Too Good to Be True (Clay Boland song)

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"Too Good to Be True" is a popular song composed by dentist-songwriter Clay Boland and published in 1936. It has since been recorded by many jazz and swing musicians including Benny Goodman and Roy Eldridge.


Composition and notable recordings

Clay Boland, while studying dentistry at the University of Scranton and University of Pennsylvania, taught himself to play piano and worked in dance bands. In 1936 he started work as a writer/director for Penn's Mask and Wig show. One of his first compositions for the production Red Rumba was "Too Good to Be True", for which Boland wrote the lyrics and music. [1] The song, which became a favorite of the swing era, recalls the proverbial expression "it seems too good to be true," and alludes to the singer's presumed love interest. [2] Musician-author Warren Vaché called the song "a little gem" that was "promptly slated for immortality with an outstanding recording by the Benny Goodman Trio featuring Helen Ward on the vocal." This version, originally released on a Victor 78 rpm record in 1936, was later included on The Complete Benny Goodman, Vol. 2 (1935-1936) compilation album. [1] [3]

Trumpeter Roy Eldridge also released a version of the song in 1936. The recording features the Teddy Wilson Orchestra, which included a rhythm section consisting of Wilson (piano), Sid Catlett (drums), and Israel Crosby (bass). Musician-writer John Goldsby noted that "Too Good to Be True" is among the songs that exemplified Crosby's early playing. "You can hear the seeds of Israel's melodic style, especially in the eighth-note countermelodies he plays behind Chu Berry's saxophone solo." [4] Trumpeter-writer John Chilton described Berry's solo as "a ravishing interpretation of the 32-bar theme" and suggested it was reminiscent of Coleman Hawkins' saxophone playing on the 1933 song "The Day You Came Along". [5]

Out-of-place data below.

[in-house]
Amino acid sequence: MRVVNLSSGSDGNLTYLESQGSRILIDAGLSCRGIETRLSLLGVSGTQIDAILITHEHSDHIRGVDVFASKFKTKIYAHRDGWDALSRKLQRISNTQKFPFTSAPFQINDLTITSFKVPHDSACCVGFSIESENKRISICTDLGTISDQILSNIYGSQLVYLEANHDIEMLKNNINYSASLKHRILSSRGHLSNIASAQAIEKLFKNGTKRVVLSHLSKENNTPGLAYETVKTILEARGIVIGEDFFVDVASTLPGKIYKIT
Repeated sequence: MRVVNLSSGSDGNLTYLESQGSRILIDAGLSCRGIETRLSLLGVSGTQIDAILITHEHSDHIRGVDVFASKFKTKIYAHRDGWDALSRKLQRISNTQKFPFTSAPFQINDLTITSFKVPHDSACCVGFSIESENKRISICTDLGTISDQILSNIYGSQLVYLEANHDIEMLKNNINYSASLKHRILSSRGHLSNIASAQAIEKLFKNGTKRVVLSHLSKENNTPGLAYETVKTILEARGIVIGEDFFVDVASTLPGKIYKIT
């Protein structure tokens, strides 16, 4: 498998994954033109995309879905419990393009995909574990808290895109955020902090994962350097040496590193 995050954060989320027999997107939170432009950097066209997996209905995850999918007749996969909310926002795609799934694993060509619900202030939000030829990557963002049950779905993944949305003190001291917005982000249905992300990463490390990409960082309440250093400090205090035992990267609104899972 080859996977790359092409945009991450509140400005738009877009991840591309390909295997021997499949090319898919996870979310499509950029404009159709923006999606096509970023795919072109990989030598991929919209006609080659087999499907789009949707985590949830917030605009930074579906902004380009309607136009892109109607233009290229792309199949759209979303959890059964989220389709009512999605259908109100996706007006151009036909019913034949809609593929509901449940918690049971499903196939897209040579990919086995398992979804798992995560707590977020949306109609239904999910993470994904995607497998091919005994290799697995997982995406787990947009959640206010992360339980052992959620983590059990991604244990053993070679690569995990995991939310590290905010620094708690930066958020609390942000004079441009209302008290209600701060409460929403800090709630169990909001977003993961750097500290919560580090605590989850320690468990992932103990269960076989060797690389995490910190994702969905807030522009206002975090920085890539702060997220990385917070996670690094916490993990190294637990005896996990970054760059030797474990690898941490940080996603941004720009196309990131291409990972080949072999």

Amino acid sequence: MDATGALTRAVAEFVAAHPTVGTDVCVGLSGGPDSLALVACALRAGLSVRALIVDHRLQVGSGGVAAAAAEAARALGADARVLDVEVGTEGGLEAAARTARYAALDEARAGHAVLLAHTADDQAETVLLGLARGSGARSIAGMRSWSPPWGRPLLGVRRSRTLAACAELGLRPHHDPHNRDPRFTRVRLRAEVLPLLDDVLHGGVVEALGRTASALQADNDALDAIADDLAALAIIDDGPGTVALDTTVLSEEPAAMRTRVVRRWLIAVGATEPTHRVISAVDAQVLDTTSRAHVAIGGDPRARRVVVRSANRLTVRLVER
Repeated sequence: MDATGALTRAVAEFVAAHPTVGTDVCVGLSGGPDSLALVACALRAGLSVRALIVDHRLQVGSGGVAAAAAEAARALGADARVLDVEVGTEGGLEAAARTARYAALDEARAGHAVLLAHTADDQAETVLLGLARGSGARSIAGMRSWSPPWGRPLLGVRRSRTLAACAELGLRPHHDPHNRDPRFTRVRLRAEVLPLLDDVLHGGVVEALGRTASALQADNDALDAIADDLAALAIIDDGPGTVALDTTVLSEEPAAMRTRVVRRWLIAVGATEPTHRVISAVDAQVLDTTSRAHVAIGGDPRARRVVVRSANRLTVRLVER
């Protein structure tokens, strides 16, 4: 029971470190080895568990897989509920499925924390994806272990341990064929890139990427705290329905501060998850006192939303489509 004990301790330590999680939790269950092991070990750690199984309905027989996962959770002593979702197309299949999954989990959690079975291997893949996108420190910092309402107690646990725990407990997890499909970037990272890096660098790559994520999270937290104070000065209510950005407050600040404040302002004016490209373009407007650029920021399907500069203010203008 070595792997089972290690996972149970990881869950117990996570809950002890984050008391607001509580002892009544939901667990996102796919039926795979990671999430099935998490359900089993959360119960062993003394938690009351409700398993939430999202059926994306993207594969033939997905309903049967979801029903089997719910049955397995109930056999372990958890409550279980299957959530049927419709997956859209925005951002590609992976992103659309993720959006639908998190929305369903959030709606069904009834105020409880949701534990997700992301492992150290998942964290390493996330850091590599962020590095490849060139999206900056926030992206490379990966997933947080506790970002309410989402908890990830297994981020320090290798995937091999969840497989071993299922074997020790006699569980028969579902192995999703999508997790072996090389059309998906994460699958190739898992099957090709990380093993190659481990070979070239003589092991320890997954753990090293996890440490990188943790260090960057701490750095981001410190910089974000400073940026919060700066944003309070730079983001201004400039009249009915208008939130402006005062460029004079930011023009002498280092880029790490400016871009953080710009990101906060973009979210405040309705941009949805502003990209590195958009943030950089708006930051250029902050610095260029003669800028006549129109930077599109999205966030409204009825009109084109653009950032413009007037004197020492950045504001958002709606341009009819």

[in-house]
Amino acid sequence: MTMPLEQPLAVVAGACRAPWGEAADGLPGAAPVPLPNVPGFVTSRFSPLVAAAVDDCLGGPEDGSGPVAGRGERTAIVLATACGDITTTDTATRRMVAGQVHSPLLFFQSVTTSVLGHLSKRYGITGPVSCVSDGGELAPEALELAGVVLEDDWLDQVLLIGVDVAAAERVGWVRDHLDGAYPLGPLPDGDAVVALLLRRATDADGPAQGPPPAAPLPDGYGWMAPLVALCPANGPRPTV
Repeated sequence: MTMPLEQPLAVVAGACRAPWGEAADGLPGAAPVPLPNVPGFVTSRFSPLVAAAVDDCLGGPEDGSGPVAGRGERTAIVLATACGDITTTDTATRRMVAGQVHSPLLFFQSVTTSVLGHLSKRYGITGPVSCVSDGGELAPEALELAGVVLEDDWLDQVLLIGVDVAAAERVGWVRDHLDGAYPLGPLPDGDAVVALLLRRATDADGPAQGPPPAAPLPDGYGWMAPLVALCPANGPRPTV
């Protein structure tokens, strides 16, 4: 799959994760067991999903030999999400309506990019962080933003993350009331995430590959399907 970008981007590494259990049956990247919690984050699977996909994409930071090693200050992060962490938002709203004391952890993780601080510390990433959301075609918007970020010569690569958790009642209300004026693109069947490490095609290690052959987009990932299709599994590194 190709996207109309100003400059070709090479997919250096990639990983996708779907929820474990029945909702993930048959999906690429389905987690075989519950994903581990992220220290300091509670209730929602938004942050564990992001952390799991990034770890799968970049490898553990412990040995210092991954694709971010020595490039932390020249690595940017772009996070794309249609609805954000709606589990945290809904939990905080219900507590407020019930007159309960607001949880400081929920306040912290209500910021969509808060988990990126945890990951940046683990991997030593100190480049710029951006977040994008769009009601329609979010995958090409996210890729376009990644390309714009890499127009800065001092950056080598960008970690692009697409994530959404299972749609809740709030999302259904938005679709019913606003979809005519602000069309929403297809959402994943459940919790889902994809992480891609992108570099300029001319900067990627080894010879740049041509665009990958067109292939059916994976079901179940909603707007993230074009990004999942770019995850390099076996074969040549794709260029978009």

Other versions

The song has been recorded many other times, and can be considered a standard. Among the recordings are versions by:

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  1. 1 2 Vaché, Warren (2000). The Unsung Songwriters (1st ed.). Lanham, Md.: Scarecrow Press. pp. 33–4. ISBN   978-0810835702.
  2. Brunvand, Jan Harold (2002). Encyclopedia of Urban Legends . New York: W. W. Norton & Company. p.  275. ISBN   978-0393323580.
  3. Pareles, Jon (30 April 1998). Helen Ward, 82, Who Sang Hits With Goodman's Band in the 30s, The New York Times
  4. Goldsby, John (2002). The Jazz Bass Book - Technique and Tradition. San Francisco: Backbeat Books. p. 54. ISBN   978-0879307165.
  5. Chilton, John (2002). Roy Eldridge, Little Jazz Giant. London: Continuum International Publishing Group. p. 320. ISBN   978-0826456922.
  6. discography of Melotone Records 1936 releases
  7. Mosaic Records discography of Chu Berry
  8. Description of "Lars Erstrand and Four Brothers" album Archived 2011-02-24 at the Wayback Machine
  9. The Keith Ingham New York 9, Vol. 1 at Allmusic
  10. Julie Is Her Name, Volume II on
  11. Manhattan Moods: Outstanding Live Recordings at Allmusic
  12. Brunswick Records 7500-7999 discography